Given that the smallest common medium format film frames are 6cm by 4.5cm (okay, minus a couple of mm for a slide mount), and a lot of people think of proper medium format as 6cm by 6cm to 6x17cm, I think calling 45mm x 30mm "7% smaller" is pushing it a bit. "Half medium format", maybe.
The S2's an interesting (and nice) bit of kit, but looks pretty poor value compared with a Pentax 645D or the low end 'Blad back. On the other hand, compared to the going rate for the 60 to 80 MP medium format backs (that are much closer to true 645 frame size), it's a bargain. Every now and then Calumet send me a brochure proclaiming "now you too can afford a digital medium format back". Oddly, I doubt my bank manager would agree.
are actually 56x41.5mm so the 45x30mm Leica sensor is 24% smaller at best an 38% smaller at worst (645 is more square). Combine the two together and the area of a 645 frame is 72% larger than the Leica, so bigger than 1/2 medium format but distinctly smaller than other MF digital systems like the Leaf Aptus II (at 53.7x40.3 they're near as damn it 645 sized)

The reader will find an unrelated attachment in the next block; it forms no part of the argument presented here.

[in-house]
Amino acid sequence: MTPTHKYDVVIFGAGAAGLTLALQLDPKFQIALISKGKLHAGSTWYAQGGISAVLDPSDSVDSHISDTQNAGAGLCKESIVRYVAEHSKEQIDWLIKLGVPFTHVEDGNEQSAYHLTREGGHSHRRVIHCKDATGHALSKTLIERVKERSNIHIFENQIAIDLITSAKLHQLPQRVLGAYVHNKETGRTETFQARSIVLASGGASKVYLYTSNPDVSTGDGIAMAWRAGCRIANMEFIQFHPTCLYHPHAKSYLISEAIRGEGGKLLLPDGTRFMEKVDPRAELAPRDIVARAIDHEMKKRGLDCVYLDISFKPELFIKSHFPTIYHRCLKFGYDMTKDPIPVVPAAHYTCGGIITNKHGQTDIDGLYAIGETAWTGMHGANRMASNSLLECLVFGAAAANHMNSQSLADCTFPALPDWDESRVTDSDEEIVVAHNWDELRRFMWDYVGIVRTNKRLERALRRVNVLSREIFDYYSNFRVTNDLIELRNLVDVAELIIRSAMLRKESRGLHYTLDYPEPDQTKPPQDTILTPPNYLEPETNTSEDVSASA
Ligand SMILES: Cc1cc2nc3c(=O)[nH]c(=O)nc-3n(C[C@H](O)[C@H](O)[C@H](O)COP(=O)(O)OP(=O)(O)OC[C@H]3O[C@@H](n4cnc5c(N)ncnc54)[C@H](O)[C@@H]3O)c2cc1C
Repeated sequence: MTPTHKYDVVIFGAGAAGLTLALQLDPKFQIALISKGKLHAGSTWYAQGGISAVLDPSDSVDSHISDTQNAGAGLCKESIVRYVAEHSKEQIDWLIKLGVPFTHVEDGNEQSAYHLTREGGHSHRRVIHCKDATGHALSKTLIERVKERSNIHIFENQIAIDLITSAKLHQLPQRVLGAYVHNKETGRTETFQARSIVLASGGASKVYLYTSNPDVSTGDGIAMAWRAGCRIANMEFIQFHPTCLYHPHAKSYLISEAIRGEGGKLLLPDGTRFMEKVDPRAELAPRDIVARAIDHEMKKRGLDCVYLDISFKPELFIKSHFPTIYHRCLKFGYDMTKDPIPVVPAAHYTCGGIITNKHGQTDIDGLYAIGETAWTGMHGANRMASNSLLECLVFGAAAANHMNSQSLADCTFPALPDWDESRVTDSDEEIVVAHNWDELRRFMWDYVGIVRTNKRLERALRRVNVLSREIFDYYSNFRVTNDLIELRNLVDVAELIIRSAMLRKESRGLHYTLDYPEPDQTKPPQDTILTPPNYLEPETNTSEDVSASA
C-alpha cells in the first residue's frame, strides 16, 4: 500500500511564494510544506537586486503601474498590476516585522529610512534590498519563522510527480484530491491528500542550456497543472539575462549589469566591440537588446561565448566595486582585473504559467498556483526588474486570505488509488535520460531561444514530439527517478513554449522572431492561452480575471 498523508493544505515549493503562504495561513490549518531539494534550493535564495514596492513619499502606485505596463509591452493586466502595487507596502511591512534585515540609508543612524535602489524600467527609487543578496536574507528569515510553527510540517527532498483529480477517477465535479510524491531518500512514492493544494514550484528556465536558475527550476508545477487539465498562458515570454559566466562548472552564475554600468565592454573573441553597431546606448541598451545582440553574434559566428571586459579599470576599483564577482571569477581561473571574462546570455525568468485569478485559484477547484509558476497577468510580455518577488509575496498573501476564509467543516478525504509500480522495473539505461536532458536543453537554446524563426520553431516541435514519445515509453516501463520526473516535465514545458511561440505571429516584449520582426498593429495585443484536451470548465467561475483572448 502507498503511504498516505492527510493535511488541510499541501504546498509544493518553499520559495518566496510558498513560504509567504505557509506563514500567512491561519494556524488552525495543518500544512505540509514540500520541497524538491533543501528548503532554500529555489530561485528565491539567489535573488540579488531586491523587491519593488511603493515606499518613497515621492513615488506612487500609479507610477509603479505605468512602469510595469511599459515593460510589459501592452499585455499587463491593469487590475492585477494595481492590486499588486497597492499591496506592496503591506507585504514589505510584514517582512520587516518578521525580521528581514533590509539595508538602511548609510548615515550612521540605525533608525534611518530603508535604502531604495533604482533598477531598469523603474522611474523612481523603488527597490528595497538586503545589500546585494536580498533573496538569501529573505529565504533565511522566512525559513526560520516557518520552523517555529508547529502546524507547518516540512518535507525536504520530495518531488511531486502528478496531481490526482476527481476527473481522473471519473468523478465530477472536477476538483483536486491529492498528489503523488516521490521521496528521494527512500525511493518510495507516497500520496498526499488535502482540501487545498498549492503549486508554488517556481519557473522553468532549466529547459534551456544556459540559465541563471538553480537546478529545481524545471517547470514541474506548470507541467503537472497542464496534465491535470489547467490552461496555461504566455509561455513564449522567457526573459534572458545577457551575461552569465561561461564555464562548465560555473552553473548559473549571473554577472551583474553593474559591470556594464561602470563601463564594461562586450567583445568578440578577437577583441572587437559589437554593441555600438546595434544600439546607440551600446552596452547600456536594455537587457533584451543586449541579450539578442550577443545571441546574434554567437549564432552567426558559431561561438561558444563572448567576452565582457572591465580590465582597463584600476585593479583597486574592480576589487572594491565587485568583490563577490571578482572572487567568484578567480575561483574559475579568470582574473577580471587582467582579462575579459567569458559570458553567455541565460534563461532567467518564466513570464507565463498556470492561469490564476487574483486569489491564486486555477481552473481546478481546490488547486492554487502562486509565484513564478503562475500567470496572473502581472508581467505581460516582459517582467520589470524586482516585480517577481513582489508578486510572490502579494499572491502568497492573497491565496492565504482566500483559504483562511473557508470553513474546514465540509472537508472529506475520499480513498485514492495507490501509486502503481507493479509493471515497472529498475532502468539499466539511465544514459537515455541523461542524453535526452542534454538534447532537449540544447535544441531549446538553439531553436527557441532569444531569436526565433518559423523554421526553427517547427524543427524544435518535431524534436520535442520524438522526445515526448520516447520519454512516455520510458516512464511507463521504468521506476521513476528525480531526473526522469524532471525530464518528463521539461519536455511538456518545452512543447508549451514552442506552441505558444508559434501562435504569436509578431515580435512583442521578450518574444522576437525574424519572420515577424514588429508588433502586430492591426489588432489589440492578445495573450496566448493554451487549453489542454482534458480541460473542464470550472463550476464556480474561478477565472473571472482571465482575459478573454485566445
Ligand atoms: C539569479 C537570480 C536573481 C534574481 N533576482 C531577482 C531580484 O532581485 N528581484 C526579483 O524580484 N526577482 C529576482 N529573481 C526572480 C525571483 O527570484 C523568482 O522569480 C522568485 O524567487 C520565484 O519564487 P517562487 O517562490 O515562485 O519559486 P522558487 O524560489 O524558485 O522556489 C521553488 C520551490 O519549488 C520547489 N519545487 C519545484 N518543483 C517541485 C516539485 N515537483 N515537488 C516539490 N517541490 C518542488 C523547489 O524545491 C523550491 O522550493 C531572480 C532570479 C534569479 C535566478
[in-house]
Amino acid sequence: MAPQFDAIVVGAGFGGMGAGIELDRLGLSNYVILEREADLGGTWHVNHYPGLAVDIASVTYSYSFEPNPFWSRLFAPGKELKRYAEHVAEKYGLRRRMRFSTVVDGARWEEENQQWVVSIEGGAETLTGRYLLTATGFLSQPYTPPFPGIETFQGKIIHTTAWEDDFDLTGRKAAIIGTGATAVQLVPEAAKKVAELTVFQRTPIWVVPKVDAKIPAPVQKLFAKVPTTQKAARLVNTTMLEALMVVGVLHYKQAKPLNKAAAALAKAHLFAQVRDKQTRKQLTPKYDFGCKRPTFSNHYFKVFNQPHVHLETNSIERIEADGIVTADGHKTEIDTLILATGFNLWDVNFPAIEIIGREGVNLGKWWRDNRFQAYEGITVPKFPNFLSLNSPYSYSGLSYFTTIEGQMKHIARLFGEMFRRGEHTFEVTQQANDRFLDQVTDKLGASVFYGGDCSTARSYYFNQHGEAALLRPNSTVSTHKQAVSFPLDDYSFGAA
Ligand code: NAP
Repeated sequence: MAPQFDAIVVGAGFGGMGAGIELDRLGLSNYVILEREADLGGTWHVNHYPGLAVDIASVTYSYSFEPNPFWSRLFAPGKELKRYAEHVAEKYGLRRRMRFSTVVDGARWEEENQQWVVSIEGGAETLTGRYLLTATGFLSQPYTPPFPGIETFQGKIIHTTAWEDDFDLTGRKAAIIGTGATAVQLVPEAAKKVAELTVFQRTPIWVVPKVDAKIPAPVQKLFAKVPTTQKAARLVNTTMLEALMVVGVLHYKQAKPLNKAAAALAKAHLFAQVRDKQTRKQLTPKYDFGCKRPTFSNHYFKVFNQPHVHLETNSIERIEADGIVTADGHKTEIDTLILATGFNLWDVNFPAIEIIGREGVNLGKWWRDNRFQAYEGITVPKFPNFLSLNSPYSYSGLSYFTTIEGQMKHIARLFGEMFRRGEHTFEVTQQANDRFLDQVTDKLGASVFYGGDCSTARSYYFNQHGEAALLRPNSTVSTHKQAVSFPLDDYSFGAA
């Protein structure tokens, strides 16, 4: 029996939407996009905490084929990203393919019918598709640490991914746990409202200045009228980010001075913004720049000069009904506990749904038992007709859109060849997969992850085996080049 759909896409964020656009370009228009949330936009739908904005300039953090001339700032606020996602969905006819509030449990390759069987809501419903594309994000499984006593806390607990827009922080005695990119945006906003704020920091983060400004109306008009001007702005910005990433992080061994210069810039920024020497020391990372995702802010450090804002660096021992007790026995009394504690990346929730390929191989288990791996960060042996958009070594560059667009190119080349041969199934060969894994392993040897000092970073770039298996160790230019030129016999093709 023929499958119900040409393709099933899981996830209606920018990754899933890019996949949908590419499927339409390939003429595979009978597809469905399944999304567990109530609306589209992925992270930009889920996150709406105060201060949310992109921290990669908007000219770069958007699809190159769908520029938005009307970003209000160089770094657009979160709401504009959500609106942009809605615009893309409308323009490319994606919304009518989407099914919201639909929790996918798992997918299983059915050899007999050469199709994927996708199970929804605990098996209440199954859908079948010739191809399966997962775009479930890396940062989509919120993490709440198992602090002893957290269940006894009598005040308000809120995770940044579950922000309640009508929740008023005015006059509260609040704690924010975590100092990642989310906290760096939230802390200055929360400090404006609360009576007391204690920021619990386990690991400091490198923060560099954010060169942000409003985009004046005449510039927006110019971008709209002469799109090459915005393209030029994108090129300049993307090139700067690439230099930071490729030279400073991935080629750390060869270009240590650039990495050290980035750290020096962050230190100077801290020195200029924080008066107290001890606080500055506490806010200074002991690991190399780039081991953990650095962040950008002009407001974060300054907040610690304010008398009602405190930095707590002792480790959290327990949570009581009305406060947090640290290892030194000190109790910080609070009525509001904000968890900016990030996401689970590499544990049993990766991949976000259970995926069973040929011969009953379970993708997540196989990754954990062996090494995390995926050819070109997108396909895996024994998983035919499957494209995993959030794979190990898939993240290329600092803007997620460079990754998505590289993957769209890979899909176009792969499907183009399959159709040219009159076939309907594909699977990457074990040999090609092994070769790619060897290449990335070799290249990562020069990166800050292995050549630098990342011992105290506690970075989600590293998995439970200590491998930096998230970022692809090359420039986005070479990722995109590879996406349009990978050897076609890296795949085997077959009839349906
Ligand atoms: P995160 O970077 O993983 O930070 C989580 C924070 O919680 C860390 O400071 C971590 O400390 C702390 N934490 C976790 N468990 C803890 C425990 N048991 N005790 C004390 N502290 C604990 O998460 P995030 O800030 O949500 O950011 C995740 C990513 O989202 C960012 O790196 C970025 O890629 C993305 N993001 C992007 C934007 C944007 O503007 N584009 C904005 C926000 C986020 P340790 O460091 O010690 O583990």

It's nice to see such well considered camera reviews on The Register, especially for things like this which are probably well out of most of the readership's league, if only because it adds depth to the site and makes sure that not all reviews are of the latest iGadget. Please keep them coming!
At this price, this is surely just a Leica branded Panasonic, whats the equivalent Panasonic branded model?
The Pan. model should be quite a bit cheaper.
@Ru: For the things you mention, you should look at higher end Leica's or others that are truly made for that kind of professional need.
The "Vital Statistics" table shows shutter as being 32-1/500s, but I was pretty sure I had seen numbers in the thousands in the first page picture of the top of this beautiful machine (and anyway, even my K1000 can be faster than that). Double check time, and yes, it should have been 1/4000. Or is there something there we haven't been told?
The image quality from the S2 plus Leica lens is something to behold and for anyone who wants to print really big, that's a good thing. However, it's worth noting that Pentax now has a similar offering (the 645D) for under £10000 with a lens. At last, medium format photography for the proletariat. Hurrah!